Pro options start at $8.99 a month, with $15 per team member, per month added to your account (Up to 10 team members allowed).

HootSuite enables the admin to assign which permissions are allowed for each team member, in order to keep the content organized and on task.

SproutSocial:

SproutSocial, a multi-functional social media management tool, used by big brands such as Grammarly, Klarna, and the Chicago Bulls, provides a platform for teams to collaborate on marketing strategies, while keeping the admins account information private.

SproutSocial allows teams to strategize, watch popular trends, review analytics, engage with customers, schedule posts, provide customer care, and more all in one place.

Adding Admins To Your Account

If social media management tools aren’t really your thing, you’ll want to understand how each social media platform handles adding admins to your business account.

Instagram, Twitter, and Pinterest all require a login email and password to be given out to anyone else that wishes to access your account. Despite popular demand, none of these platforms have admin access roles yet.

Facebook, on the other hand, is ahead of the game. Facebook has 5 different roles for team members to access and create your content.

Analyst: A facebook analyst can be added to your business page and can view page statistics.

Advertiser: An advertiser shares many of the same permissions as the analyst, but with the ability to post ads to your companies account.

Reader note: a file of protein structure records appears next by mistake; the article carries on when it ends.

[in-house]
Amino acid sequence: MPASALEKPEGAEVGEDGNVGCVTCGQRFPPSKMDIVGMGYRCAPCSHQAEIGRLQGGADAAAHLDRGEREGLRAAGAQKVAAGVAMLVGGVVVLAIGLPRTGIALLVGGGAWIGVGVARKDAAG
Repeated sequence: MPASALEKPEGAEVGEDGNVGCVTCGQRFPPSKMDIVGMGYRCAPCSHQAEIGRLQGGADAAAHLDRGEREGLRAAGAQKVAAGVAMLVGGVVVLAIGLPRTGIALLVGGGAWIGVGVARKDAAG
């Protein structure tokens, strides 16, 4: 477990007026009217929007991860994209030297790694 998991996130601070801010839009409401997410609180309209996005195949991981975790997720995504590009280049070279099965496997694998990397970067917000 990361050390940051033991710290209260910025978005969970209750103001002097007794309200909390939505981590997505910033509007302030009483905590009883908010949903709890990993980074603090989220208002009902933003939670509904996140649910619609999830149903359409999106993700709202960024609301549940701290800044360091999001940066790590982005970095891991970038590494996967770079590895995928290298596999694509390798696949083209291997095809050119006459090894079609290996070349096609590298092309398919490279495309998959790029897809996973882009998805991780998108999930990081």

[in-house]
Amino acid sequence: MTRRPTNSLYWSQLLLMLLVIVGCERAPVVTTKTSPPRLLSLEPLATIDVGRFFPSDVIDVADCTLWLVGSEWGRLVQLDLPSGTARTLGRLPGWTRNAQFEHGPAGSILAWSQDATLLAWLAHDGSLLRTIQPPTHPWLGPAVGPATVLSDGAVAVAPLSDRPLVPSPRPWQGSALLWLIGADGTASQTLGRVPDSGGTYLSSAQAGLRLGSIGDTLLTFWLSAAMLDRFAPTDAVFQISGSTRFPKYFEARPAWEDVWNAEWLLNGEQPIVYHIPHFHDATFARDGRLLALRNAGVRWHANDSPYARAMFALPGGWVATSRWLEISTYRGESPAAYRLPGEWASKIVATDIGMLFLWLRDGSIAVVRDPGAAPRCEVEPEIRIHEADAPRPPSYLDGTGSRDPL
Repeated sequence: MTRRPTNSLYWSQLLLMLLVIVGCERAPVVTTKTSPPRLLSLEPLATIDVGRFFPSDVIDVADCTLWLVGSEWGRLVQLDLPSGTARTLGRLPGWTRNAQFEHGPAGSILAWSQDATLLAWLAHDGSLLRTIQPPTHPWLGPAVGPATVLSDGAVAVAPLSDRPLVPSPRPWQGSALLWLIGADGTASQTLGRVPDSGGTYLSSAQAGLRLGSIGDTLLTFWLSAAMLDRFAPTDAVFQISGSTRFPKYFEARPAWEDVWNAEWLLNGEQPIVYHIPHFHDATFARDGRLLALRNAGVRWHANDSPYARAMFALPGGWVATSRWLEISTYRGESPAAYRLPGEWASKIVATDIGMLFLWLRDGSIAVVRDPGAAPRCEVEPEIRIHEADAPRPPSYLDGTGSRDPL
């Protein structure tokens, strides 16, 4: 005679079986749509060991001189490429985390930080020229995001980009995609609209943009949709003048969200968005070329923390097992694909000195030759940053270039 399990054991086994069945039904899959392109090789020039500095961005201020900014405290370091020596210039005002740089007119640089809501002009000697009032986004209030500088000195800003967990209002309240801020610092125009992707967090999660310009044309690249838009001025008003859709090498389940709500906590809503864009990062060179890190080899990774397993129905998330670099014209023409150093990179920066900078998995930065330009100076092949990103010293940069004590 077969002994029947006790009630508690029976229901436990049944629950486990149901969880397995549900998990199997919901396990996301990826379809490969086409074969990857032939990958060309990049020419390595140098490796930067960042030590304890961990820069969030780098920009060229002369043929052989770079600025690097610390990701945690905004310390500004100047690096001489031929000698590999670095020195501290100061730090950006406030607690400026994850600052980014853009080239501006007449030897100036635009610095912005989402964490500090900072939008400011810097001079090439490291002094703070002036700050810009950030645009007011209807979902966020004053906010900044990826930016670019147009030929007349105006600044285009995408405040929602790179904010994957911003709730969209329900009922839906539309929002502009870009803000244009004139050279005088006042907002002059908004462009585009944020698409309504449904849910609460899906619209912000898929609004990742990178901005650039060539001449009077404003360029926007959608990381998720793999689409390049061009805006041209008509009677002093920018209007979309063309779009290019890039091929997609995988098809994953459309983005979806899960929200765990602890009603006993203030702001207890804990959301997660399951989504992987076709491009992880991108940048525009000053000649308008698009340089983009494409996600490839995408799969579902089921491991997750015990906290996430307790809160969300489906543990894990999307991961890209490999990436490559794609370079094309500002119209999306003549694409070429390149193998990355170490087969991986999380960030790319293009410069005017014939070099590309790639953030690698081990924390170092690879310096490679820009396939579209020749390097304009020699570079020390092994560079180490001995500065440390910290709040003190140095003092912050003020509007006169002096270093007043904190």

Moderator: A facebook moderator can access insights, post advertisements, respond to comments and direct messages, delete posts, and ban people from the page. The moderator cannot post content.

Editor: The editor has all the access of the analyst, advertiser, and moderator, but with the added ability to create, and post content to a page. In addition, the editor can add or delete apps, and can edit the page as they see fit.

Admin: A facebook admin has full access and control over the business page. They can edit, delete, or post anything they want, so ensure this is someone you trust.

Overall..

You don’t have to risk putting all your (valuable) eggs in one basket just to have help with your business’ social media accounts. There are plenty of social media management tools to keep
your page on track, without risking your passwords being stolen, your page being hacked, or your account being deleted.

Many of us use the same passwords across all of our platforms. So, chances are, if you give out your login on one site, a mind intent on destruction can easily access the rest of your accounts as well.
Don’t risk your privacy. Facebook, LinkedIn, and Google Pages all have admin roles and can make social media content a breeze with different tiers of team members.

Remember, your admin should always either be yourself, or someone you trust. The majority of social media managers have a passion for what they do, and only want to help boost your company’s growth. However, it’s always better to be safe than sorry.

Be sure to research your options, and carefully choose which platform is best for you.